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Neurofibromatosis Type 1 as a model population for pediatric brain cancer prevention and control research

Washington University
Kimberly Johnson Ph.D.
Grant Type: 
Epidemiology Grants
Year Awarded: 
Type of Childhood Cancer: 
Brain Tumors
Project Description: 

A major barrier to progress in pediatric brain cancer prevention and treatment is the lack of understanding of factors that influence its development and prognosis. This limitation is especially relevant to pediatric brain tumors, where few environmental or genetic risk factors have been identified. Studies conducted in individuals with cancer syndromes may increase our understanding of pediatric brain tumor causes and poor outcomes. In this study, we will employ an inherited tumor predisposition syndrome (neurofibromatosis type 1; NF1) to study risk factors for pediatric brain cancer. NF1 represents an ideal high-risk study population with 15-20% of affected individuals developing low-grade pediatric brain tumors, the second most common cancer type in children without NF1. Similar to the general population of children with pediatric brain tumors, the underlying reasons for brain tumor development in children with NF1 are unknown. The essential first step in identifying factors that predict pediatric brain tumor development and poor outcomes is to establish a large international dataset of individuals with NF1. To achieve this goal, we propose three aims: (1) to implement several different recruitment strategies to recruit individuals with NF1 to an internet-based registry, (2) to confirm NF1 diagnoses in registry participants, and (3) to use registry data to identify risk factors for pediatric brain tumors for further study. This study will provide the foundation for research studies that will advance our understanding of the causes of brain cancer in children.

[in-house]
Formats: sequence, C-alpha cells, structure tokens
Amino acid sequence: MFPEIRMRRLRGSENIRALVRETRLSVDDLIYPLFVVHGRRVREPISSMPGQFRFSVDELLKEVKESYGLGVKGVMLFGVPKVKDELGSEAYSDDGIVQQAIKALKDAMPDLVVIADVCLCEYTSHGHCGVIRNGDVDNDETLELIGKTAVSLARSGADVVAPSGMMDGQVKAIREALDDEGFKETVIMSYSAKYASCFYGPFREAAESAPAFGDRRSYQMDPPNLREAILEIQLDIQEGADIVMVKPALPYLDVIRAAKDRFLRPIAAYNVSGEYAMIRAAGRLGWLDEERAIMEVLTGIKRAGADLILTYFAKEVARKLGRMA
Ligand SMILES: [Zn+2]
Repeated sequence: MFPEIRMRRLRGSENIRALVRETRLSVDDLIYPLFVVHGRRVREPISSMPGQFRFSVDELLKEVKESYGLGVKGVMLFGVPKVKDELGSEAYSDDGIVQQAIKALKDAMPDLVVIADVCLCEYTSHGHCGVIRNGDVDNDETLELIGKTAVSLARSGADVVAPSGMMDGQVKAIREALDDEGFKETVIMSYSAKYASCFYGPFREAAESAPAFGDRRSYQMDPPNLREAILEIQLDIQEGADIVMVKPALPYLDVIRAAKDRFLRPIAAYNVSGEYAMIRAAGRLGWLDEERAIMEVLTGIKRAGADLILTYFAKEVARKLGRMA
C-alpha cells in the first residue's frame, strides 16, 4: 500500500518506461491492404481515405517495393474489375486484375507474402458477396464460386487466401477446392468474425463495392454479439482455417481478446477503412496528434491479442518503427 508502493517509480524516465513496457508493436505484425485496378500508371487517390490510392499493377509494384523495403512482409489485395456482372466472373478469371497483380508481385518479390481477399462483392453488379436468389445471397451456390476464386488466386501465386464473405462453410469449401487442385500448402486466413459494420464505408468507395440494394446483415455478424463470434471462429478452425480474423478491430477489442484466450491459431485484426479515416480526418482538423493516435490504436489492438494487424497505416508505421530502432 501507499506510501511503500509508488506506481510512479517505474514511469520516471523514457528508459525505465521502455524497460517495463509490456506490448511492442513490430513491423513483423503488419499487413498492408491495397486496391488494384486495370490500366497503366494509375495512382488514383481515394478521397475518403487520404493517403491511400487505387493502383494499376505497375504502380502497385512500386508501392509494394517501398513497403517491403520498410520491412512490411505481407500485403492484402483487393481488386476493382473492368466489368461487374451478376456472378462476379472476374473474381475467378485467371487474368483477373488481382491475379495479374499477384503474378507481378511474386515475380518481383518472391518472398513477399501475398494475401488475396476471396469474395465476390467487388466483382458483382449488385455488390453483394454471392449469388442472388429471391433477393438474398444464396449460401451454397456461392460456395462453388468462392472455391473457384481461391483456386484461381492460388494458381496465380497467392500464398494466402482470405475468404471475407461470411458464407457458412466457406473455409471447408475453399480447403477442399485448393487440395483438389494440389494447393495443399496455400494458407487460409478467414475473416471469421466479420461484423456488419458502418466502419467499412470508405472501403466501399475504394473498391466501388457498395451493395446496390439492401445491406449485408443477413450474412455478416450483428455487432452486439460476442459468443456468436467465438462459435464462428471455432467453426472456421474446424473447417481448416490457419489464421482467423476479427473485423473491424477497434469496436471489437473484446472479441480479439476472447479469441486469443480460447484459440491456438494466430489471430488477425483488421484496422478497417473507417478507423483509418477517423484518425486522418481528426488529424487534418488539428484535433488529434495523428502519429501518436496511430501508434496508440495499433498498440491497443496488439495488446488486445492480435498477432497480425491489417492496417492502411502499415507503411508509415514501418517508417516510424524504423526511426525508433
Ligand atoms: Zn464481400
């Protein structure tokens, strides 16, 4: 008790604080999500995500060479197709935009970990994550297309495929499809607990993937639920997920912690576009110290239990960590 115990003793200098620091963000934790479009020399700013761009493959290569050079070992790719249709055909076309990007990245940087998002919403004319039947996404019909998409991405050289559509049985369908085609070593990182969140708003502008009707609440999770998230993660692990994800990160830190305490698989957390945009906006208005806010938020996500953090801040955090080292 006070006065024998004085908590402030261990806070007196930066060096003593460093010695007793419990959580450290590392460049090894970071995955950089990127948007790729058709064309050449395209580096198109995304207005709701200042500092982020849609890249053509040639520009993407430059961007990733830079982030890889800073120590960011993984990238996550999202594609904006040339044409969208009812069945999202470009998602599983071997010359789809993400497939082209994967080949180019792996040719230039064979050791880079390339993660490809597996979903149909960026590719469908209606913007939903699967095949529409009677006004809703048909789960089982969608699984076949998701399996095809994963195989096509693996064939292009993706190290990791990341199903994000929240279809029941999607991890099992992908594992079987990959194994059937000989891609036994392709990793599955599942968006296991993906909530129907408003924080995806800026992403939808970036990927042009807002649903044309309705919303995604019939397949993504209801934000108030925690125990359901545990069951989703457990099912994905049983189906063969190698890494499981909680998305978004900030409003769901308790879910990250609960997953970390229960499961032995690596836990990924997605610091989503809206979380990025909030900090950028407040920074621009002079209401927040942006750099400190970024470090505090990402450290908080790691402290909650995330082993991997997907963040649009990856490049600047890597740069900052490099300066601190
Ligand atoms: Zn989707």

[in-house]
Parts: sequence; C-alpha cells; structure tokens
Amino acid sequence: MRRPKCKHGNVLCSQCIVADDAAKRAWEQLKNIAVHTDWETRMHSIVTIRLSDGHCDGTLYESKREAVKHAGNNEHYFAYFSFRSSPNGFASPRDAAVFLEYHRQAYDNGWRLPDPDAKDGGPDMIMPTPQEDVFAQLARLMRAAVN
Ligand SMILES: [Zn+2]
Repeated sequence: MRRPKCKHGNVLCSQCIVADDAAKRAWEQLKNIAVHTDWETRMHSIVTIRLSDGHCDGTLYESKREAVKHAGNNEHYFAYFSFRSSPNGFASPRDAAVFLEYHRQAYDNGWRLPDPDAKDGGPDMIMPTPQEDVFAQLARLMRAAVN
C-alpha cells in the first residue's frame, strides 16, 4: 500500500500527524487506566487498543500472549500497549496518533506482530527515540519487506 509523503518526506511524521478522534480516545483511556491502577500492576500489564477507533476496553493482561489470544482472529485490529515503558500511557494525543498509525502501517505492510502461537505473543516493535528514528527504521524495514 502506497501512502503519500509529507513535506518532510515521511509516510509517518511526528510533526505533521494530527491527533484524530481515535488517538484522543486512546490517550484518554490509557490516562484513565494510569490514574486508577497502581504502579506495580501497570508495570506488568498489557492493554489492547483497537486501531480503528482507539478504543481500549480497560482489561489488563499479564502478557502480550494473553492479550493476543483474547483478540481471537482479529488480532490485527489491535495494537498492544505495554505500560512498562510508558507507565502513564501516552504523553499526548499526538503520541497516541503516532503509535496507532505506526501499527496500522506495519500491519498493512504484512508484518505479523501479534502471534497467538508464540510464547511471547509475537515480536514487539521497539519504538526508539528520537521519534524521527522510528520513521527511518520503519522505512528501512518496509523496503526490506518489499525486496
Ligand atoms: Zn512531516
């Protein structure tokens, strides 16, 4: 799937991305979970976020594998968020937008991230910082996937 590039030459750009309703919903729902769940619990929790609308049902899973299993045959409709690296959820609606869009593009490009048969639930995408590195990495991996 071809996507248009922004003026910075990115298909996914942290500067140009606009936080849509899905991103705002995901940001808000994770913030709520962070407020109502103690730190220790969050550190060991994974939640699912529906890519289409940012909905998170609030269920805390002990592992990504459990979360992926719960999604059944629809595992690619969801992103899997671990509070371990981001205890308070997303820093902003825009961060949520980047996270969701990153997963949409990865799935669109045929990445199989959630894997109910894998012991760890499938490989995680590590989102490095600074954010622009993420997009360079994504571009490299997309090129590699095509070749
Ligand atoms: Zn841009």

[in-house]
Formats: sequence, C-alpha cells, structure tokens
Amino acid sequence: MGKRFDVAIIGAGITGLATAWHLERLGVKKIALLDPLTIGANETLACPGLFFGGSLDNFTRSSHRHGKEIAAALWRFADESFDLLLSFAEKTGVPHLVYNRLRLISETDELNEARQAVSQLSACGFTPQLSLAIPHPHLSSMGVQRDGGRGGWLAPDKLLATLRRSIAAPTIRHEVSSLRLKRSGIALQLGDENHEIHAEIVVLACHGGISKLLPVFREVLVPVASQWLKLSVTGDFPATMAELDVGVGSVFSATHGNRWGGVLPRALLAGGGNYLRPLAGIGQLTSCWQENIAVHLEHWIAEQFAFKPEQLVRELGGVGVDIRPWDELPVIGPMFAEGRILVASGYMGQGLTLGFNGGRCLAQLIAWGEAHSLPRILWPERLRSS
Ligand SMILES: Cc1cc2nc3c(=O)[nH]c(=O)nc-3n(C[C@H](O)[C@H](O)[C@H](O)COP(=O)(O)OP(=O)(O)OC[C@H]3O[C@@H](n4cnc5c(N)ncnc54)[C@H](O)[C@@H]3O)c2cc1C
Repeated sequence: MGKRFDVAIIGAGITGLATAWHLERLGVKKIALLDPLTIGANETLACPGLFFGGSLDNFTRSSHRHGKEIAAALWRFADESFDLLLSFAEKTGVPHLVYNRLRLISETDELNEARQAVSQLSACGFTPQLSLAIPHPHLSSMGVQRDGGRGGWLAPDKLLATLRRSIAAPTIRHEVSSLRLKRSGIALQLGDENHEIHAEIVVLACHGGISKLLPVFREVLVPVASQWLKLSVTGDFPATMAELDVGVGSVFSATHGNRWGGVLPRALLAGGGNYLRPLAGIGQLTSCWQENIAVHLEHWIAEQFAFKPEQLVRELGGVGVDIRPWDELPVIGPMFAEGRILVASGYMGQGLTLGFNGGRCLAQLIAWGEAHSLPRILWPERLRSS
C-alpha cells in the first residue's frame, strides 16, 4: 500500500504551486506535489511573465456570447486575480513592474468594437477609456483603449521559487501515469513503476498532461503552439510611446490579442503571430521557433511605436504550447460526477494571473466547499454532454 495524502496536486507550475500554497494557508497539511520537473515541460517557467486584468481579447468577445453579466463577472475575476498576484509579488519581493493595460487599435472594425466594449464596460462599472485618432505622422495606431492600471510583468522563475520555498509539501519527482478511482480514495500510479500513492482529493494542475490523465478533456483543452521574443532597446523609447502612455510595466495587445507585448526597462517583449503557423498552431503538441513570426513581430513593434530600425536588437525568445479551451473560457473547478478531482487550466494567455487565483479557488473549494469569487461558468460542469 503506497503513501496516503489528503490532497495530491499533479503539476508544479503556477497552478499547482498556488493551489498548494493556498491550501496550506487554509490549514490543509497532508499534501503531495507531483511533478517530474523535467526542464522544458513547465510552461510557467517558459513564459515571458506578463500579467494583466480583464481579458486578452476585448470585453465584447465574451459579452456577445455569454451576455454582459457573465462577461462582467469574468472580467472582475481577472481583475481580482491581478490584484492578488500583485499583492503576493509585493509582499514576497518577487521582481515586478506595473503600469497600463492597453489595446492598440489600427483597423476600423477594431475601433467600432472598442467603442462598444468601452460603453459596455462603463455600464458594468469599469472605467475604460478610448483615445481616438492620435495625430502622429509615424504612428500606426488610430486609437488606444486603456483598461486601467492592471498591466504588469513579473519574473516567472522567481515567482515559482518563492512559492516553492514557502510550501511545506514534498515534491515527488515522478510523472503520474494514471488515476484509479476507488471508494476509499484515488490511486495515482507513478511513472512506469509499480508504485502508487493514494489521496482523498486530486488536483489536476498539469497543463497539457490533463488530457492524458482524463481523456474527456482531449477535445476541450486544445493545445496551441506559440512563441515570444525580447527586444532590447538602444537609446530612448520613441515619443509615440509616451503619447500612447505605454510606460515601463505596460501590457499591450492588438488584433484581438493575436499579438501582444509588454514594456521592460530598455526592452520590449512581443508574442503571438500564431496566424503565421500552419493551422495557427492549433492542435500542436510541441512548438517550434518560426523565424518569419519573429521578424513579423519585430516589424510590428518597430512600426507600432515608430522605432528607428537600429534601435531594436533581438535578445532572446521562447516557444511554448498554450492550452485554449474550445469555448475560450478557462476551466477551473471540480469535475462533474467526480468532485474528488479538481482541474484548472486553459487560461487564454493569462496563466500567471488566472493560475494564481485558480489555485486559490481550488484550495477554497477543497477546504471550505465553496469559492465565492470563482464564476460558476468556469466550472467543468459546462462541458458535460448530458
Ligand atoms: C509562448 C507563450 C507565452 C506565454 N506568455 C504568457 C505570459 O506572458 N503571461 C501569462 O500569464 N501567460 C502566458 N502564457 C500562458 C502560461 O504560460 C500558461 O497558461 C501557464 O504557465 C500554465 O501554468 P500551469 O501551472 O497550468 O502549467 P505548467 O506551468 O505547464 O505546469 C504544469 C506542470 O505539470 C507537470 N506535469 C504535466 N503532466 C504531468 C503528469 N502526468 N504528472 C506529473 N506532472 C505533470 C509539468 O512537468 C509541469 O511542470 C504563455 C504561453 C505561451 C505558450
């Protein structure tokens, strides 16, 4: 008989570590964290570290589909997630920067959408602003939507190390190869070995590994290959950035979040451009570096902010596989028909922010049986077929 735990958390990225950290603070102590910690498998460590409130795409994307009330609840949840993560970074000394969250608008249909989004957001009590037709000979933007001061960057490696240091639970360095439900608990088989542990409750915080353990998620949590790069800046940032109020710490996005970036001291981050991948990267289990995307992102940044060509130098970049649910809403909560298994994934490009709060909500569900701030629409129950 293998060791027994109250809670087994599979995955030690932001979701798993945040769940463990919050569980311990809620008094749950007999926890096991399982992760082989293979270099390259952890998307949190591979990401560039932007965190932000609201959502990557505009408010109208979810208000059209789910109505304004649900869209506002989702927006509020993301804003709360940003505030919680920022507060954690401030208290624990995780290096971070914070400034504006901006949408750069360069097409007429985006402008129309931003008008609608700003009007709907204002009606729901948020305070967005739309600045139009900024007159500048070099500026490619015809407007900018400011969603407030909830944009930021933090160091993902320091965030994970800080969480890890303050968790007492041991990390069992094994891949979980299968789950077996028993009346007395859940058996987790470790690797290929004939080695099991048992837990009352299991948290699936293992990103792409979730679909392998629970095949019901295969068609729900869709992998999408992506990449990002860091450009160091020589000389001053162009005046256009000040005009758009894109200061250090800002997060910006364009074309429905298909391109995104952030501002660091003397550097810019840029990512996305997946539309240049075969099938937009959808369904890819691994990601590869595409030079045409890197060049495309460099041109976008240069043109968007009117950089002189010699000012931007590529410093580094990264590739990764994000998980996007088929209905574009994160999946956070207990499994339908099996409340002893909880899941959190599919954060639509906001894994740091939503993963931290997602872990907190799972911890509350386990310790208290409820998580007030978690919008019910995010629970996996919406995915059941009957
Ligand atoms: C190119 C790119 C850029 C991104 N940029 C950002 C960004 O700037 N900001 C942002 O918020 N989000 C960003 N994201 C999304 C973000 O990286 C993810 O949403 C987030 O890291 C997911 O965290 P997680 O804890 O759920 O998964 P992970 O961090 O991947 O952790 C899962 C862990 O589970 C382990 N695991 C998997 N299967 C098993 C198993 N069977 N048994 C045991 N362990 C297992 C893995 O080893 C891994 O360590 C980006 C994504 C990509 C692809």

Project Update

"About 1 in 7 children with NF1 will develop a brain tumor due to a genetic mutation in their NF1 gene that they carry in every cell of their body.  Despite the extremely high risk for pediatric brain tumors, it is completely unknown why only some children develop brain tumors.  ALSF is helping us to figure this out by supporting research that we hope will lead to new breakthroughs in understanding differences between individuals with NF1 who develop brain tumors and those who do not.”  -Kimberly Johnson Ph.D.